Happy New Year!!  I have to say, I wasn’t heart broken to see 2012 go and welcome a year of new beginnings.  2012 felt…hard. And uninspired.  I think that is what happens when you see a dream realized and then comes the part where you are in the middle of it, making it work and doing the HARD work.  2012 wasn’t a year I felt particularly creative. I miss that, it is part of my essence.  I’ve been so incredibly busy, just working to keep everything going, that I had nothing left over.  I’m hoping that 2013 is a different story. Step 1: the first post of 2013.  Here is to creativity and passion!

What it is: I discovered a new blog that I am absolutely loving!  It is hard to beat a place where exploration is not only welcome, but encouraged.  E is for Explore is that place.  Here you will find new learning activities and a fantastic collection of ideas from other sources.  There is a handy-dandy index that helps you find just what you need quickly and easily.  I’ve been working on collecting resources for this inquiry unit and E is for Explore has been an absolute treasure trove.  Topics include discovery/exploration, science/engineering, mathematics, art, literacy, social studies and seasons/holidays.

How to integrate E is for Explore into the classroom:  E is for Explore is a great tool for unit, center, and inquiry planning.  I am really enjoying the huge bank of hands-on activities and projects all designed to encourage exploration in learning. The wide range of activities will keep sparking curiosity in a variety of disciplines.

As I plan out inquiry units and gather resources, I am always on the lookout for activities that will encourage students to explore and spark new curiosities.  E for Explore made this process infinitely easier, bringing me an easy-to-search collection of activities, with great instructions, all in one place.  Many of the activities are manageable enough for a center activity within the classroom…great for differentiation and individualization!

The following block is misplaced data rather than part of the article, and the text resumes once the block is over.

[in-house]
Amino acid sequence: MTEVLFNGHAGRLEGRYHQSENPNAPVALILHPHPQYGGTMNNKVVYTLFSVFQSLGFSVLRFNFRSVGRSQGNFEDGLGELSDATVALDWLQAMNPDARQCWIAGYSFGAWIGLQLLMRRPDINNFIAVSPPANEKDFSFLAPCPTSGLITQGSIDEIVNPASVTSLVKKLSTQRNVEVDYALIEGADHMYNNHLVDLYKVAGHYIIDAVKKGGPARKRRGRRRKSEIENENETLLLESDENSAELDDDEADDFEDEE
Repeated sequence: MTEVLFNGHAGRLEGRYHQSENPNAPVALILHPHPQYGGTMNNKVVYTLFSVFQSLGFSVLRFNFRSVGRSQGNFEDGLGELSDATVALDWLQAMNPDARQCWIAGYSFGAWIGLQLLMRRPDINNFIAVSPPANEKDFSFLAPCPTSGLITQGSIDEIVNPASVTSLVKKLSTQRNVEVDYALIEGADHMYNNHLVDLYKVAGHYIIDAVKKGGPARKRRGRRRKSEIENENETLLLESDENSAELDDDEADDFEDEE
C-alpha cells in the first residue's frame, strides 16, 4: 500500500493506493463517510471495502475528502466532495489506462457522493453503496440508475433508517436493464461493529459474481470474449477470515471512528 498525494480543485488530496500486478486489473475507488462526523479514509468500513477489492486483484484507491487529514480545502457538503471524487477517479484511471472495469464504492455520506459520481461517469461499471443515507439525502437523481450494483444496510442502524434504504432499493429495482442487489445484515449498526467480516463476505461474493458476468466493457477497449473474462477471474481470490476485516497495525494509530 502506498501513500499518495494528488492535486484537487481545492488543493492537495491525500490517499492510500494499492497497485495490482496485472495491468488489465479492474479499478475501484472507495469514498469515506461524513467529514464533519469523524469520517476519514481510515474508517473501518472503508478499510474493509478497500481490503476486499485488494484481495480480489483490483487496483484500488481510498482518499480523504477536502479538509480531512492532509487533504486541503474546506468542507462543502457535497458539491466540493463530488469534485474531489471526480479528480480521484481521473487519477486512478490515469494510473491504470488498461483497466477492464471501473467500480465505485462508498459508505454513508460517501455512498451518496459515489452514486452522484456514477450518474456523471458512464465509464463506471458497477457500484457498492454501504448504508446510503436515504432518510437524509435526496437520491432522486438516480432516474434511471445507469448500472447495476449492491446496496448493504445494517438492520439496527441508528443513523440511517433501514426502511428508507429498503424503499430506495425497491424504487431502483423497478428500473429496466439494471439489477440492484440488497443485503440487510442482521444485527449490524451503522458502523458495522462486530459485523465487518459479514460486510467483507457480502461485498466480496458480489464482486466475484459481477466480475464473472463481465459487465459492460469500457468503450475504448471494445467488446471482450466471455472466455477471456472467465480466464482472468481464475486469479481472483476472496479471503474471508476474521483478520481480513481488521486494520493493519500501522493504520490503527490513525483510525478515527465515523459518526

I shared E is for Explore with some of our students, they had a great time looking through the science experiments and learning about how to make mini robots and floam.  This would be SO much better than a small tic-tac-toe board for students to choose an activity from.  Students can explore the entire site and choose an exploration that is of interest to them and complete it accordingly.

Tips: My hope is that iLearn Technology does for you what E if for Explore did for me.  Did you know that you can search by keyword (at the top of my website) or through a multi-category search (in the sidebar on the right)?  Choose as many variables as you want and see what you can find!  I categorize every post by keywords, Bloom’s Taxonomy level, Grade Level, Resource Type, and Subject Area.  After 7 years of free resources, I’ve amassed quite a collection of awesome, free classroom tools.  Go ahead, give it a try and see what new fun finds you come across!

Leave a comment and tell us how you are using  E is for Explore in your classroom.

Comments (3)

Looks like a great resource! I’ll definitely show it to other teachers!

Thank you so much for the write up about E is for Explore! iLearn Technology is one of my all time favorite sites! I have your site bookmarked for easy access. Plus, I told my Educational Technology professor about iLearn Technology over the summer. I am so happy that you find E is for Explore useful. It’s awesome that you have your students use it for differentiated lessons. I featured your writeup about QR codes on my blog back in August. Here is the link to the post: http://eisforexplore.blogspot.com/2012/08/kid-qr-codes.html. Once again, thank you for the writeup! – Erin Bittman

Thank you Erin! What you all are doing is SO fabulous!